Library taxing district may have to wait until 2016
Putting the question of creating a library taxing district on the November ballot needs several dominoes to correctly fall.
The first one is still upright after City Council didn’t take up a resolution Tuesday supporting the idea.
With that lack of action, the Duval Delegation pulled its own domino out of play by canceling a Friday meeting called to discuss whether to take the idea to the Legislature, which begins session next month.
After collecting 30,000-plus signatures, the item will be on a straw ballot in August. But, it needs council and legislative approval, plus a positive response in August for it to be on the November ballot.
The independent district would be able to levy up to one mill of property taxes to fund the system, which would bring in about $44 million. The library’s funding this year was just under $34 million.
The district would operate the library, while the board would continue to govern the operations.
Concerns and questions from the Council Auditor’s Office last week have been discussed in a series of meetings, but too many remained outstanding for a Tuesday council vote.
Among them were how the district is structured, the fate of employees and how it would affect interlocal agreements between the city and outlying communities.
Meetings over the past week among Council Auditor Kirk Sherman, Rogers Tower attorney Bill Brinton — representing the citizens’ group — and other city departments has clarified some of the issues. But, not enough for council to act.
Council President Bill Gulliford sponsored the local bill with council member John Crescimbeni, but sent out a letter Tuesday saying he was withdrawing his name.
“I just don’t see this thing going anywhere until we get all that resolved,” he said after Tuesday’s council meeting, referencing library employees and the interlocal agreement as concerns.
He said he thought the time constraints put on the Legislature and Duval Delegation would make it “very difficult” to be done with the proper review. Despite taking his name off, he said he has no favorable or unfavorable view of the idea.
“I think we are to the point where we have to be honest and say this thing has to be done right,” he said. “I’m not sure we have the time to do it.”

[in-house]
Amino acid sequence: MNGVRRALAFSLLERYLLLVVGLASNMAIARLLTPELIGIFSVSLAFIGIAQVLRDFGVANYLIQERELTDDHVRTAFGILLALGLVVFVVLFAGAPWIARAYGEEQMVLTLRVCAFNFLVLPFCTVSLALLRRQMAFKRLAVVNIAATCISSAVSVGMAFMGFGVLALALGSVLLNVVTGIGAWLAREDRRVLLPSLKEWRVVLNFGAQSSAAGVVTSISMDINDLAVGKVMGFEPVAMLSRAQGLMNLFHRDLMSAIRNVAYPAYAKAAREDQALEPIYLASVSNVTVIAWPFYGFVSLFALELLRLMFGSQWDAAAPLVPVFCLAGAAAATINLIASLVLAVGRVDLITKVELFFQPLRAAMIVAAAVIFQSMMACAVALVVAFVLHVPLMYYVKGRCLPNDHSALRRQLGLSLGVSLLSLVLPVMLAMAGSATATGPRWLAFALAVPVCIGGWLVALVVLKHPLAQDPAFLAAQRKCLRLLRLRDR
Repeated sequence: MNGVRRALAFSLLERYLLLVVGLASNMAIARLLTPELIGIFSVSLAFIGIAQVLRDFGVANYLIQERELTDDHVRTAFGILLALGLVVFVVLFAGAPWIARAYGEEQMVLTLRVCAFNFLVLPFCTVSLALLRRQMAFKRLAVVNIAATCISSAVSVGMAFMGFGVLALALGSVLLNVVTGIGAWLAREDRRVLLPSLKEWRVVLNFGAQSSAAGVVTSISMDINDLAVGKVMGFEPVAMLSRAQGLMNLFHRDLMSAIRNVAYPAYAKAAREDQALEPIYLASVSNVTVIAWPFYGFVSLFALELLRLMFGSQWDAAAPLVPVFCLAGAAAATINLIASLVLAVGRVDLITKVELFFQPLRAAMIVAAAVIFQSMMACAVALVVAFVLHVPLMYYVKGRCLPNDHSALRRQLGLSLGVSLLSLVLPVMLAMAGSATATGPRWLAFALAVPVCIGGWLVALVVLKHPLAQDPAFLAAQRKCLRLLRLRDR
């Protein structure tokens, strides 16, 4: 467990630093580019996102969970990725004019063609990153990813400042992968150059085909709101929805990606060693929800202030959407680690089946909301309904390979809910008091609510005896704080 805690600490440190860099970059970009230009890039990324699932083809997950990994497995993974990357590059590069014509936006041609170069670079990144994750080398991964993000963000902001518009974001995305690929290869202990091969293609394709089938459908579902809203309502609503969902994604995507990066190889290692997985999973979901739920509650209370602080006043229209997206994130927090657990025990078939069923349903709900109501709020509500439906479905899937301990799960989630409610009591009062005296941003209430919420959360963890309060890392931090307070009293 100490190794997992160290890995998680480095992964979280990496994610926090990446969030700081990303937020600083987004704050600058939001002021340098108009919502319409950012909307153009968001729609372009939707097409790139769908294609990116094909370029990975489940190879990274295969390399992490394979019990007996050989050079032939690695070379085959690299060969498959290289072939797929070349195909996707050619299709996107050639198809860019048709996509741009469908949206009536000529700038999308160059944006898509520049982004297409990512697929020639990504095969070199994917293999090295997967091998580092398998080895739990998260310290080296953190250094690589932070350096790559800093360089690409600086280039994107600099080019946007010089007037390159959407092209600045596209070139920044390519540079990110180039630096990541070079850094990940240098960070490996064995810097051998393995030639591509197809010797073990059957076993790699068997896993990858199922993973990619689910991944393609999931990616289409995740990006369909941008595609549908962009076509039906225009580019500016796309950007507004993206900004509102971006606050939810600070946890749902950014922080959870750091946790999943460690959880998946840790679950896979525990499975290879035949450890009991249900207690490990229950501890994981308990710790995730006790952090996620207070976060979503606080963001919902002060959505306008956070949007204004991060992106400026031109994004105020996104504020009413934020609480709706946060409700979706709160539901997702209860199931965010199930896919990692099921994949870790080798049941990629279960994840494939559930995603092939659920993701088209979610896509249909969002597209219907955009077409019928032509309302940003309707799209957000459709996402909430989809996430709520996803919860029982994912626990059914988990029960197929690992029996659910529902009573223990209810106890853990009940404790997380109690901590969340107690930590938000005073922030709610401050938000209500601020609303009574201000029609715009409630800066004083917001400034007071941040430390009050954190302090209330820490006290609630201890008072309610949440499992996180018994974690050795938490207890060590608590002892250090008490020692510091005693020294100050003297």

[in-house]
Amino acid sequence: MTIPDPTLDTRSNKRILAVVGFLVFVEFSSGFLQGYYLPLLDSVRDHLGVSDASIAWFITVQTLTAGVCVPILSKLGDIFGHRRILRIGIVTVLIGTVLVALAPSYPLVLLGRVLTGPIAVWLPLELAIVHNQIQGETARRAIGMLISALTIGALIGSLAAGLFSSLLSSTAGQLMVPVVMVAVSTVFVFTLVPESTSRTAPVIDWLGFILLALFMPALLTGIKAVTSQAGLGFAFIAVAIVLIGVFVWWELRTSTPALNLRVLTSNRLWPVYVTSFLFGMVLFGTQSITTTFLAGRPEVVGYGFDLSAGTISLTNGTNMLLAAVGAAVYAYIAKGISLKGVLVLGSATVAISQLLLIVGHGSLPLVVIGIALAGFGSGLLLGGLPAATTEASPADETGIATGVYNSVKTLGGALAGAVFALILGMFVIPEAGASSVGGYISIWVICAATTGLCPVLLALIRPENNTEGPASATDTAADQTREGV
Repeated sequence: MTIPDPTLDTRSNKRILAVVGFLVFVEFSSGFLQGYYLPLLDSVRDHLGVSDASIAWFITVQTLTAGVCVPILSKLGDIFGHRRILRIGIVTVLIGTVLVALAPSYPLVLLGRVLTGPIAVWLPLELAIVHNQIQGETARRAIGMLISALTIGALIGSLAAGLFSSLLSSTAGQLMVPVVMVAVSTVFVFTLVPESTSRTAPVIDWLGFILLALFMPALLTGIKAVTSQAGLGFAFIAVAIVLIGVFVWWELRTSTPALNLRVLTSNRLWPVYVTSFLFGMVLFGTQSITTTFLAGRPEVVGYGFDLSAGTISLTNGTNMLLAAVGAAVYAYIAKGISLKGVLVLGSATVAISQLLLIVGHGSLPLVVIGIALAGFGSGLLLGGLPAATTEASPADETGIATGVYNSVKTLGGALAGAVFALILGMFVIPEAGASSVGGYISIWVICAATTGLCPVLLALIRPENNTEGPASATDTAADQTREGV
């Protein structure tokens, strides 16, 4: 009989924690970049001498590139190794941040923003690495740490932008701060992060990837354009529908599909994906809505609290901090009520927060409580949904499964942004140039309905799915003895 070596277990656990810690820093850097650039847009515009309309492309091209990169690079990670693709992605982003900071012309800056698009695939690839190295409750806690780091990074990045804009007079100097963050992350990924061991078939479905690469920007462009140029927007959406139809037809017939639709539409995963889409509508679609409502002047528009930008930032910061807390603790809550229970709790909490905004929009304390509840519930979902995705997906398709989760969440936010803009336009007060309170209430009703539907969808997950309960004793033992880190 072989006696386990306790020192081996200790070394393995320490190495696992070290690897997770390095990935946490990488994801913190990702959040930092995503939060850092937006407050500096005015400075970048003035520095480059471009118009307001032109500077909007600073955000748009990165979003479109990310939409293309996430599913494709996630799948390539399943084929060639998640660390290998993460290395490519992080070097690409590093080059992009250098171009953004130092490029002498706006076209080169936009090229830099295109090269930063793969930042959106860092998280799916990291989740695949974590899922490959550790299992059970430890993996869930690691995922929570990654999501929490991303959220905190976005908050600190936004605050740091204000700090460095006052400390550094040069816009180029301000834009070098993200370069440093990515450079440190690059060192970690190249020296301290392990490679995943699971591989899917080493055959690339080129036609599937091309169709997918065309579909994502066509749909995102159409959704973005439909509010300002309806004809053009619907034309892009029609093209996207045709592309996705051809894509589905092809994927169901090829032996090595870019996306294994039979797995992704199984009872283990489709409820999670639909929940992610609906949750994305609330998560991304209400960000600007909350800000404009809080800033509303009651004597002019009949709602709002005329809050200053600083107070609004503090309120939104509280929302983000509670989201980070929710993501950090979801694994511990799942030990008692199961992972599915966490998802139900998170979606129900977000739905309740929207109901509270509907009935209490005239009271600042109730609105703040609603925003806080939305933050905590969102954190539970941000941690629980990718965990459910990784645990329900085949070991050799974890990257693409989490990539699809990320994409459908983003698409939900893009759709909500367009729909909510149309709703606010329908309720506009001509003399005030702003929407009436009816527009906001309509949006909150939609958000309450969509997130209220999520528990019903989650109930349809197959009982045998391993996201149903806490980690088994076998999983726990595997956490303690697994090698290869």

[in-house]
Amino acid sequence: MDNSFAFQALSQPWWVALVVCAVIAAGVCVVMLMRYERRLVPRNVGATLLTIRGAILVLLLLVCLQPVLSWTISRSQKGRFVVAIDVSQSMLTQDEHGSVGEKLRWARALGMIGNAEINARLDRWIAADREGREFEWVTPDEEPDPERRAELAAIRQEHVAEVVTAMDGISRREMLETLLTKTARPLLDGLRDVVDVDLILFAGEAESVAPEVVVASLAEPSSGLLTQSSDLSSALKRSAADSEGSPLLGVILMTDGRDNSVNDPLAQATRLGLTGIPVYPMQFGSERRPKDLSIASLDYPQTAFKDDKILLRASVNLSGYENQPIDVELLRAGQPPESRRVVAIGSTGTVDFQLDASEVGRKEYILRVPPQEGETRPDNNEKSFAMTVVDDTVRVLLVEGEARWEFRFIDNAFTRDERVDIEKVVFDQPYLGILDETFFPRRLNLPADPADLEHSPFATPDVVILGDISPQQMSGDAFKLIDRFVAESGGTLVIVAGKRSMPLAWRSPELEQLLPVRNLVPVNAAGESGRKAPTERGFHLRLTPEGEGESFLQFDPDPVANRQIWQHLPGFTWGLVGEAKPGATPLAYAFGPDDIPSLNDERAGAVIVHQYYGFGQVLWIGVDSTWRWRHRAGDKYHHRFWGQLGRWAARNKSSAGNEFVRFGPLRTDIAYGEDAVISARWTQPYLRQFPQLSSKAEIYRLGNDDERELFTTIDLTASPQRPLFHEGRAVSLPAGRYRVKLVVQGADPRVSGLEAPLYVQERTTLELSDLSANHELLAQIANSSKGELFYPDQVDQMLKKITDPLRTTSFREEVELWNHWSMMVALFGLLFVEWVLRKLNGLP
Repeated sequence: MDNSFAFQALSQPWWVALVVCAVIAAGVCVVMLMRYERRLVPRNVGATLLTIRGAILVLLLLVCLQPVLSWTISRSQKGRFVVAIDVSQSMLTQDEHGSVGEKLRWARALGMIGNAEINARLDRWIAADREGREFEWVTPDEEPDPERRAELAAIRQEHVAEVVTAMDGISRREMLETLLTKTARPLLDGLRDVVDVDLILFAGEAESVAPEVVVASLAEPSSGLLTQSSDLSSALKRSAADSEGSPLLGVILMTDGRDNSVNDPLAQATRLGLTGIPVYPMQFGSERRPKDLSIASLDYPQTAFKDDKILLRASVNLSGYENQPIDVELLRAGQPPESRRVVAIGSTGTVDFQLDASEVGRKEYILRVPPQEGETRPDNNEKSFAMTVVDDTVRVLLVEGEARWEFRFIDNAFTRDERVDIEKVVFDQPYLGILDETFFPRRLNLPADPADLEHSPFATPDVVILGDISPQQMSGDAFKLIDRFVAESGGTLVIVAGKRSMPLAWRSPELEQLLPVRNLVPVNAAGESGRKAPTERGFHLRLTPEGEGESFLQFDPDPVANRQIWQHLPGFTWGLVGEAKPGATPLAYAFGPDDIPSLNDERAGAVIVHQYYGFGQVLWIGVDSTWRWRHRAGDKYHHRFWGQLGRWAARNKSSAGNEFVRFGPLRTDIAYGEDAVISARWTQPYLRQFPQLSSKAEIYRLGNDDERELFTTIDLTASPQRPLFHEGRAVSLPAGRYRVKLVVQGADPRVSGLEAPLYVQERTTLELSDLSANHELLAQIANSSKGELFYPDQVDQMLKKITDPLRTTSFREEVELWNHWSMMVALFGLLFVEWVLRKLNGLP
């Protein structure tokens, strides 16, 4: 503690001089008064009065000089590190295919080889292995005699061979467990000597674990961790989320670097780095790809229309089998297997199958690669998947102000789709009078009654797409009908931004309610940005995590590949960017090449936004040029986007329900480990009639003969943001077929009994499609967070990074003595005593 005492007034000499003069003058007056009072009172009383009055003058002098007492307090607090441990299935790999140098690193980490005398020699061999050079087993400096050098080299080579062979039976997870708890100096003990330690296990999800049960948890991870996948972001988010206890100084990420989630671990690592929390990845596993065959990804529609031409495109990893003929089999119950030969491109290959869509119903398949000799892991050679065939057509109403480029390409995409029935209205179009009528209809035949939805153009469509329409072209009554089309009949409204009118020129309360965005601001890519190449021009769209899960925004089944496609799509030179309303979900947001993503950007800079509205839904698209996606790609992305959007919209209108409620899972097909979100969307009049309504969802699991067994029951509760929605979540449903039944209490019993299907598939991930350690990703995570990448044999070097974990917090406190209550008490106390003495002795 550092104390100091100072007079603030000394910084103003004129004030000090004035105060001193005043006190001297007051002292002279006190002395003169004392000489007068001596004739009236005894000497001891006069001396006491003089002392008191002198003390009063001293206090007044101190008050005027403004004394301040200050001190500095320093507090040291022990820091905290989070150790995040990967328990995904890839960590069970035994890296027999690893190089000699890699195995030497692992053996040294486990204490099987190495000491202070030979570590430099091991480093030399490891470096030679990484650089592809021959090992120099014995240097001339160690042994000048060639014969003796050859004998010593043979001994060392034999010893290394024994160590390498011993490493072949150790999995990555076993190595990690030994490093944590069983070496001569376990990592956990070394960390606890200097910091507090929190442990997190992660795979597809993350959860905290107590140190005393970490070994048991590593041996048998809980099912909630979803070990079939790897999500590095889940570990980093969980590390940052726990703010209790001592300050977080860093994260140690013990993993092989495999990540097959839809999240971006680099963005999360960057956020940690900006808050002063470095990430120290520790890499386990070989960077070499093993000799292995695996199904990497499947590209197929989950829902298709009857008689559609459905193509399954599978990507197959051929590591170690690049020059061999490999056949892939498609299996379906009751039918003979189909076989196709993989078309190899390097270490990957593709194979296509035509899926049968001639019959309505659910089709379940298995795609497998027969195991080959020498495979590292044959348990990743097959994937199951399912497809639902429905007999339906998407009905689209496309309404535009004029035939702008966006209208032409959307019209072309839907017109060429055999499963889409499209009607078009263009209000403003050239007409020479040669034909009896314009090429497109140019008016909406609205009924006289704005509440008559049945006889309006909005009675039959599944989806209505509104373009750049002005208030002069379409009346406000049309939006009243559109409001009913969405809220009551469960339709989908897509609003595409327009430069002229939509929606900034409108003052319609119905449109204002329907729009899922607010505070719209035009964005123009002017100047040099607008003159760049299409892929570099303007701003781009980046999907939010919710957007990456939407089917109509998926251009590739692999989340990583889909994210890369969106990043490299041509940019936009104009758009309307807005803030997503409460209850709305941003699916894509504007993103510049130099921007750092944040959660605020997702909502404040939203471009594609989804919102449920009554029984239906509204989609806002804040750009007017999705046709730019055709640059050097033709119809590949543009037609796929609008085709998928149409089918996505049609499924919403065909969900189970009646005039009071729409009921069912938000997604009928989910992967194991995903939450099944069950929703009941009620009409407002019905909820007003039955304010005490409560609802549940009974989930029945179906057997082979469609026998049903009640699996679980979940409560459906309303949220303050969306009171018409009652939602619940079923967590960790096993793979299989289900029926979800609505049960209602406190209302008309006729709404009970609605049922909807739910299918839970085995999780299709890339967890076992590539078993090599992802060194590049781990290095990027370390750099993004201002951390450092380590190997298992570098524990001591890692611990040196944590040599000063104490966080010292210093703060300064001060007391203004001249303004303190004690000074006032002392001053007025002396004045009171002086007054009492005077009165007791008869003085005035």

Crescimbeni said he also didn’t think the idea would be ready in time, but that he wanted to see what happens at the committee level next week. He said there are “a lot of open-ended questions that need to be resolved,” but would continue to sponsor the local bill out of respect for those who signed the petition.
“I think we ought to talk about it,” he said.
Today, Sherman, Brinton and the city will resume talks regarding the financial impact statement needed for August’s straw ballot. Brinton said the cost for the straw ballot is minimal.
Sherman counters there is a need for analysis of the costs should voters approve the district and it were created. A fiscal impact range could work, but describing it as “undetermined” won’t suffice.
“I can’t have my name attached to that,” Sherman said. “I can’t in good conscience do that.”
Sherman said his major concerns include how the district would impact interlocal agreements with the Beaches and Baldwin, such as how it would affect the city’s ability to impose property taxes.
Those communities have caps on their rates.
Several public commenters Tuesday evening called the idea of creating an independent library district anti-consolidation. Earlier Tuesday, Brinton said he didn’t see it working against consolidation and instead took the same approach using voter approval.
“It’s the same type of trend of having civic engagement,” he said.
Another benefit of having an independent district: philanthropy.
As part of the city, Brinton says the library can’t capitalize on philanthropic efforts for fear the funds would be absorbed by the general fund and not go toward improving the library. With independence, that wouldn’t be a concern and potentially could offset the one mill the district would impose.
If it isn’t on the November ballot, should it pass in August, it’s likely the next opportunity would be 2016, the next countywide election.
Also from Tuesday’s council meeting:
• The second phase of Mayor Alvin Brown’s reorganization seemed close to a vote, but was sent back to committee after questions were raised about expenses for moving departments, the Duval Delegation office’s relocation during the legislative session, build-outs and other related costs. “We are learning a lot of stuff,” said council member Bill Bishop, shortly before the item was pushed back to committee.
• It wasn’t the only item relegated back to the committee level. A bill to use $129,000 from a Solid Waste account to fund an April tire and “bandit” sign buyback event appeared poised to pass before a question was asked for details of the funding source. The only problem? The item came up at the end of the meeting and there was no authority on the subject to answer questions. Council member Denise Lee, head of the ad hoc committee that introduced the bill, asked about other funding sources but ended up allowing it to be deferred. “We should not have to do this,” she said. “We should have that person (here).” Gulliford said he would write the administration a letter to ensure proper staff stays until the end of meetings.
• Council approved part of Brown’s Youth Initiative when it appropriated $56,000 from the Jacksonville Journey to increase the number of first-time offenders who can participate in Teen Court. The funds will hire two part-time employees who will help assess, monitor and refer cases.